Santa Croce – Florence, Italy

Built by Arnolfo, then fifty-four years of age, by order of the Friars of St. Francis, this venerable temple was raised upon the piazza called Santa Croce, where formerly stood a small church belonging to the order of the Franciscan monks. They had resolved to embellish and enlarge their church, and Cardinal Matteo D’Acquasparta, general of the Franciscan Order, proclaimed an indulgence to all contributors toward the under-taking. The church was far enough advanced in 1320 for services to be held in it, tho the facade was then, as until a very recent period it remained, a plain brick wall, without facing or any other ornament. Santa Croce was not singular in this respect, for San Lorenzo and many other Florentine churches have never been decorated externally.

In 1442 Cardinal Bessarion, the founder of St. Mark’s Library at Venice, was delegated to perform the ceremony of consecration. Donatello and Ghiberti, incomplete as was the facade, executed some statues and a stained-glass window for it, but it is only within the last few years that the city of Florence completed the work, leaving untouched the grand piazza which had been the scene of so many fetes and intestine quarrels, and upon which is now erected a statue to Dante. The facade of Santa Croce was completed in 1863. The expense was principally borne by Mr. Francis Sloane, an Englishman.

The interior is striking from its vast size, the church being built in the shape of a Latin cross, with nave, aisles, and transepts, each of the seven pointed arches being supported on the octagonal column. Opposite the front entrance is the high altar, while all around the walls and between the side altars—erected in 1557 by Vasari by order of Cosimo I.—are the monuments of the illustrious dead. First of all on the left there is Domenico Sestini, a celebrated numismatist, whose bust was carved by Pozzetti. While in the first chapel on the right is the tomb of Michael Angelo, who died at Rome on the 17th of February, 1564; the monument was designed by Vasari, the bust was executed by Battista Lorenzo. Two contemporary sculptors, Valerie Cioli and Giovanni Dell’Opera, did the allegories of Sculpture and Architecture, the frescoes around the monument being by Battista Naldini. A nobler tomb might well have been raised to the memory of Michael Angelo. The body was deposited in the church on the 12th of March, 1564, and lay in state, for the people of Florence to come and pay him the last tribute of respect.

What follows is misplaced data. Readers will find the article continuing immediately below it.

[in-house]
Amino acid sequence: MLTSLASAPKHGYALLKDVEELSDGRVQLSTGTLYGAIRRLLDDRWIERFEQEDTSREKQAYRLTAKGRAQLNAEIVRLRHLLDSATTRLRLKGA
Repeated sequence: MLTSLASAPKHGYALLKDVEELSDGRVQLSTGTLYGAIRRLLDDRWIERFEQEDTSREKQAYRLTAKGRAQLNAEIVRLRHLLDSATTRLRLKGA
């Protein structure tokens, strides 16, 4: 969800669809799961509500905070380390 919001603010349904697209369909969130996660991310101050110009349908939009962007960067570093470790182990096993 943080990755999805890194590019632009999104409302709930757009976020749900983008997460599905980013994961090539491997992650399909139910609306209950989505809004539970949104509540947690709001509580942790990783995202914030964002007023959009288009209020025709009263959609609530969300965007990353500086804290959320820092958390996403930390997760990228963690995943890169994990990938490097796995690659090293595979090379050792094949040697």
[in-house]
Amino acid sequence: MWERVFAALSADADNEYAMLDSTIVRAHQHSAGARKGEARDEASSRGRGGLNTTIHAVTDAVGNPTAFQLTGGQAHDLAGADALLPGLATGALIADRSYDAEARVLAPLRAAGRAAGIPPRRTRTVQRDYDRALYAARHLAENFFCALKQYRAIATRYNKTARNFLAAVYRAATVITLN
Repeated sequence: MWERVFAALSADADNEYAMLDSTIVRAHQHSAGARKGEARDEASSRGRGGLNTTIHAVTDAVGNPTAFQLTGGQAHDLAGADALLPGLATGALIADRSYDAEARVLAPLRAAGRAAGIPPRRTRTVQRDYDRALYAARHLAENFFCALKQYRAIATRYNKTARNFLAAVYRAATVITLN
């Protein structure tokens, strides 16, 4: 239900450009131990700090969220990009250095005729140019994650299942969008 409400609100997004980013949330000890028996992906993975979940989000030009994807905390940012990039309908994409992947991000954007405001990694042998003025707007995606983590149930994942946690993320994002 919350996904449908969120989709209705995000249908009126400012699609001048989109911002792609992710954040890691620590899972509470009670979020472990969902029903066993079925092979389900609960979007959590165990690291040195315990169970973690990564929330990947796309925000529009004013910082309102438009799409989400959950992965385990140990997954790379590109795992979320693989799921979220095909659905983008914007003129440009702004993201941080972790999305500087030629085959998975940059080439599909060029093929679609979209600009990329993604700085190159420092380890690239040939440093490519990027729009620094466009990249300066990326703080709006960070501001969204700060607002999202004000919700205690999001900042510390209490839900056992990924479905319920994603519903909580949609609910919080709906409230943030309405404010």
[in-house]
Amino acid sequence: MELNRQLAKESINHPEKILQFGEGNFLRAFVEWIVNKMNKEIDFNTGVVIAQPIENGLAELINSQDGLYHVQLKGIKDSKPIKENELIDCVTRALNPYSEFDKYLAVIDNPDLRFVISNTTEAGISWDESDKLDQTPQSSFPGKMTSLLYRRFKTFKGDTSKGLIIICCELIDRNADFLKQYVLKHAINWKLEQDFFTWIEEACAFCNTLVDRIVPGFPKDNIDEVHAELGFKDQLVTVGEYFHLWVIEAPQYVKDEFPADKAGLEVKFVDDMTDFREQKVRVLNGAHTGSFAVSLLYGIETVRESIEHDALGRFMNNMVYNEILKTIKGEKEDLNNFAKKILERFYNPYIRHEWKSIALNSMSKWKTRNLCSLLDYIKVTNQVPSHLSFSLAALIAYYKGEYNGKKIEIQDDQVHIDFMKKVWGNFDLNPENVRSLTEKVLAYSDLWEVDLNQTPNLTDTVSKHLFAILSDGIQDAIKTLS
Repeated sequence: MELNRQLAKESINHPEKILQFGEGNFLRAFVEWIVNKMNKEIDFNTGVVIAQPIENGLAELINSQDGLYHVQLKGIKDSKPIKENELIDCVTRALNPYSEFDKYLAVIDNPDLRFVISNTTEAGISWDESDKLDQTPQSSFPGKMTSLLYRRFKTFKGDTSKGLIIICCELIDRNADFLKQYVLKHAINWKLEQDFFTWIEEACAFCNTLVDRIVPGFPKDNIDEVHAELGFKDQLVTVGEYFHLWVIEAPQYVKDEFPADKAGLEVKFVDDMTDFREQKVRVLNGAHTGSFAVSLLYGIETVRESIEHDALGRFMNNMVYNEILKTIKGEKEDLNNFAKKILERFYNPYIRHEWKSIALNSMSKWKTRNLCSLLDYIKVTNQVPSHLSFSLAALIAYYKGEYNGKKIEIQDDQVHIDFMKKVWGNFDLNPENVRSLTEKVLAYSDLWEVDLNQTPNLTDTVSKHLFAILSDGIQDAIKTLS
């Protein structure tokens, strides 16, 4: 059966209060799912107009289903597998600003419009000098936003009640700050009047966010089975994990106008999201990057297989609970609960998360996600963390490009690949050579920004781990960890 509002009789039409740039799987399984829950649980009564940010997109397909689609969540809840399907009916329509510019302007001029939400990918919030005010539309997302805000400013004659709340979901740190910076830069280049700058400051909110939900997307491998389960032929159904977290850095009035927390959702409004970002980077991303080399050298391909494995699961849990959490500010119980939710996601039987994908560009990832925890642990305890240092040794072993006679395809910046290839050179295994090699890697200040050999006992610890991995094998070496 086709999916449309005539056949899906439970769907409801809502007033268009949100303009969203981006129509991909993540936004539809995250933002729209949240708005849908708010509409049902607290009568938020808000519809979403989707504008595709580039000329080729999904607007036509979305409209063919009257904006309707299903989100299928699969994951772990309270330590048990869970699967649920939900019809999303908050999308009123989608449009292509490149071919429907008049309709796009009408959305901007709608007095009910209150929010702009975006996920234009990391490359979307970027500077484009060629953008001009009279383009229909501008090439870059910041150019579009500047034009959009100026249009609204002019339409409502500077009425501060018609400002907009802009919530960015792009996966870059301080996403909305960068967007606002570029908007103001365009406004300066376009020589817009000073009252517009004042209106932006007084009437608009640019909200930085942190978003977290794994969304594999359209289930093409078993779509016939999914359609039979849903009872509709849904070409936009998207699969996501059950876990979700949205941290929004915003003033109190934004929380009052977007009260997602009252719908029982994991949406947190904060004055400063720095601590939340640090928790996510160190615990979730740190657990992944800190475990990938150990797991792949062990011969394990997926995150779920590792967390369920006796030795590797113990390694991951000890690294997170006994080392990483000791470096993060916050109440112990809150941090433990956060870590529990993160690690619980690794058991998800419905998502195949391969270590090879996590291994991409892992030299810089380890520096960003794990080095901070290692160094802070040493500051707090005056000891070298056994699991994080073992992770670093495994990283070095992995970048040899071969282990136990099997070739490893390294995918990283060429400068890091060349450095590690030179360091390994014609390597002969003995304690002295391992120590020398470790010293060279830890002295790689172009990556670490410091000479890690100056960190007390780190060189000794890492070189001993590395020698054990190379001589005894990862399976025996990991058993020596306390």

The next tomb is only commemorative, for it does not contain the ashes of Dante, in whose honor it was erected in 1829 by Ricci, as a tardy homage on the part of Florence to one who suffered so much for her sake in life.

After Dante comes Victor Alfieri, whose name has been borne with distinction by his descendants. This monument was erected by Canova in 1807. Compared with the monuments of the fifteenth century and of the Renaissance, which are to be seen in such splendid profusion in Florence, these tombs seem so inferior that it is impossible not to wonder how the decadence was brought about. It is not at Florence alone that this feeling manifests itself; for at Venice, in the Splendid temple of Santa Maria Gloriosa dei Frari, be-side the tombs of doges and condottieri of the fifteenth century there stands that wretched monument upon which the great name of Titian has been traced. This is evidently the result of an inevitable law to which humanity is subject: Genius comes into the world, grows, spreads, and covers the earth with its shadow; then slowly the sap runs back from the verdant trunk, the tree yields less luscious fruit and flowers not so fair, until at last the branches wither and the tree dies.